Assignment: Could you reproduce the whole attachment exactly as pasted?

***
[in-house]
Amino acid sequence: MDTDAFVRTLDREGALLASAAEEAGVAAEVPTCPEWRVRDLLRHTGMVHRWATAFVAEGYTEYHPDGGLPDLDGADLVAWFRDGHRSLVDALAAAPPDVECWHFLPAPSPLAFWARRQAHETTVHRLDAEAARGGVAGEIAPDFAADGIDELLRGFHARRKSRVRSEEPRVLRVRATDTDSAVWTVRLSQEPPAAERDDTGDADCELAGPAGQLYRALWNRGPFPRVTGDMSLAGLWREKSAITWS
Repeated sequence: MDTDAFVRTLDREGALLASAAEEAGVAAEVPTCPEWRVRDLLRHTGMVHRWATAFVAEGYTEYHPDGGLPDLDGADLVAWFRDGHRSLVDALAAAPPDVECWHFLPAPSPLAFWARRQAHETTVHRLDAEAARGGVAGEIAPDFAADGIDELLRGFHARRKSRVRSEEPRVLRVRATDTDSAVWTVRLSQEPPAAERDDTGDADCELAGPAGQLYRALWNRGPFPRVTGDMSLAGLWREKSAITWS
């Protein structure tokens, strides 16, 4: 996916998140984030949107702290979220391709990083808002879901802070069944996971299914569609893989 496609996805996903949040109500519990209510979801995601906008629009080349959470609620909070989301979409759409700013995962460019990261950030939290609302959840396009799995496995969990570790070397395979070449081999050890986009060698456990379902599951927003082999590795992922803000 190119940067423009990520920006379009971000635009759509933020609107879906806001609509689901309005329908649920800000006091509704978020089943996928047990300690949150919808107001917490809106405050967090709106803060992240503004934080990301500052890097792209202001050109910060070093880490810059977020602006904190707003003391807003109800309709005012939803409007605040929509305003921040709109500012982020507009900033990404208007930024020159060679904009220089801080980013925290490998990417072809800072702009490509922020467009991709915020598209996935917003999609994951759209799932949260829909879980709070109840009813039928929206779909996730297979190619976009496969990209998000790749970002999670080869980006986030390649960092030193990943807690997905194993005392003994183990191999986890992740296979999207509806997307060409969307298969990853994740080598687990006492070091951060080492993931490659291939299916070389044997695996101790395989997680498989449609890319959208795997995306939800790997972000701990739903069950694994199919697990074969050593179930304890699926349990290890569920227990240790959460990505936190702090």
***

[in-house]
Amino acid sequence: MDTDAFVRTLDREGALLASAAEEAGVAAEVPTCPEWRVRDLLRHTGMVHRWATAFVAEGYTEYHPDGGLPDLDGADLVAWFRDGHRSLVDALAAAPPDVECWHFLPAPSPLAFWARRQAHETTVHRLDAEAARGGVAGEIAPDFAADGIDELLRGFHARRKSRVRSEEPRVLRVRATDTDSAVWTVRLSQEPPAAERDDTGDADCELAGPAGQLYRALWNRGPFPRVTGDMSLAGLWREKSAITWS
Repeated sequence: MDTDAFVRTLDREGALLASAAEEAGVAAEVPTCPEWRVRDLLRHTGMVHRWATAFVAEGYTEYHPDGGLPDLDGADLVAWFRDGHRSLVDALAAAPPDVECWHFLPAPSPLAFWARRQAHETTVHRLDAEAARGGVAGEIAPDFAADGIDELLRGFHARRKSRVRSEEPRVLRVRATDTDSAVWTVRLSQEPPAAERDDTGDADCELAGPAGQLYRALWNRGPFPRVTGDMSLAGLWREKSAITWS
């Protein structure tokens, strides 16, 4: 996916998140984030949107702290979220391709990083808002879901802070069944996971299914569609893989 496609996805996903949040109500519990209510979801995601906008629009080349959470609620909070989301979409759409700013995962460019990261950030939290609302959840396009799995496995969990570790070397395979070449081999050890986009060698456990379902599951927003082999590795992922803000 190119940067423009990520920006379009971000635009759509933020609107879906806001609509689901309005329908649920800000006091509704978020089943996928047990300690949150919808107001917490809106405050967090709106803060992240503004934080990301500052890097792209202001050109910060070093880490810059977020602006904190707003003391807003109800309709005012939803409007605040929509305003921040709109500012982020507009900033990404208007930024020159060679904009220089801080980013925290490998990417072809800072702009490509922020467009991709915020598209996935917003999609994951759209799932949260829909879980709070109840009813039928929206779909996730297979190619976009496969990209998000790749970002999670080869980006986030390649960092030193990943807690997905194993005392003994183990191999986890992740296979999207509806997307060409969307298969990853994740080598687990006492070091951060080492993931490659291939299916070389044997695996101790395989997680498989449609890319959208795997995306939800790997972000701990739903069950694994199919697990074969050593179930304890699926349990290890569920227990240790959460990505936190702090």